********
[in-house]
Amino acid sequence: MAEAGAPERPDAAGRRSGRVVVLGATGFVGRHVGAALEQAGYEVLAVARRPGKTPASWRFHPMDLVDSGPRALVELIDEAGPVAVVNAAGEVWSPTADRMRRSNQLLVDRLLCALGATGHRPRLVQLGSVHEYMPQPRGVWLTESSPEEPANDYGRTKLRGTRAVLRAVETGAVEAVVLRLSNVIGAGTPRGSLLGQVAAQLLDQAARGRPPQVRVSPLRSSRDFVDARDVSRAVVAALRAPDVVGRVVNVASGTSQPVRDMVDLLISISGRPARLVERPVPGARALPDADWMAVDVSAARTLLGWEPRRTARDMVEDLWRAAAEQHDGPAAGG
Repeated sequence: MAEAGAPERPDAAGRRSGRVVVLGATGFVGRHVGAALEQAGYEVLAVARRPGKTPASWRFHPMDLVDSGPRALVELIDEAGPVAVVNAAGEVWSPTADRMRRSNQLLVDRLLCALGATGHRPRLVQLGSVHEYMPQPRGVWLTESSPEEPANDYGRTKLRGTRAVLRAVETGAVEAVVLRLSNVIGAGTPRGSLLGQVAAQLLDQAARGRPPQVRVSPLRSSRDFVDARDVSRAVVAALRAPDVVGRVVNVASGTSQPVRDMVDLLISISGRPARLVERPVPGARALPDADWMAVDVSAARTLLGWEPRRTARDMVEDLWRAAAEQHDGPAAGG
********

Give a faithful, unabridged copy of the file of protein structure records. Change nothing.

[in-house]
Amino acid sequence: MAEAGAPERPDAAGRRSGRVVVLGATGFVGRHVGAALEQAGYEVLAVARRPGKTPASWRFHPMDLVDSGPRALVELIDEAGPVAVVNAAGEVWSPTADRMRRSNQLLVDRLLCALGATGHRPRLVQLGSVHEYMPQPRGVWLTESSPEEPANDYGRTKLRGTRAVLRAVETGAVEAVVLRLSNVIGAGTPRGSLLGQVAAQLLDQAARGRPPQVRVSPLRSSRDFVDARDVSRAVVAALRAPDVVGRVVNVASGTSQPVRDMVDLLISISGRPARLVERPVPGARALPDADWMAVDVSAARTLLGWEPRRTARDMVEDLWRAAAEQHDGPAAGG
Repeated sequence: MAEAGAPERPDAAGRRSGRVVVLGATGFVGRHVGAALEQAGYEVLAVARRPGKTPASWRFHPMDLVDSGPRALVELIDEAGPVAVVNAAGEVWSPTADRMRRSNQLLVDRLLCALGATGHRPRLVQLGSVHEYMPQPRGVWLTESSPEEPANDYGRTKLRGTRAVLRAVETGAVEAVVLRLSNVIGAGTPRGSLLGQVAAQLLDQAARGRPPQVRVSPLRSSRDFVDARDVSRAVVAALRAPDVVGRVVNVASGTSQPVRDMVDLLISISGRPARLVERPVPGARALPDADWMAVDVSAARTLLGWEPRRTARDMVEDLWRAAAEQHDGPAAGG